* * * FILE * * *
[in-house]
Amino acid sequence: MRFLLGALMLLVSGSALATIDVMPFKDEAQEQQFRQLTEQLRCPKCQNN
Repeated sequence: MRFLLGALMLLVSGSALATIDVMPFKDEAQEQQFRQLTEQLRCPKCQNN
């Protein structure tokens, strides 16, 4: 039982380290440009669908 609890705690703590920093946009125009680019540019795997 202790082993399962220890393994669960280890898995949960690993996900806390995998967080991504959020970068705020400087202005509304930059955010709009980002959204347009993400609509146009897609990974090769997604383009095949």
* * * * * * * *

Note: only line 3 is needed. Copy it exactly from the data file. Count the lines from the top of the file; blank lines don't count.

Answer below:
Repeated sequence: MRFLLGALMLLVSGSALATIDVMPFKDEAQEQQFRQLTEQLRCPKCQNN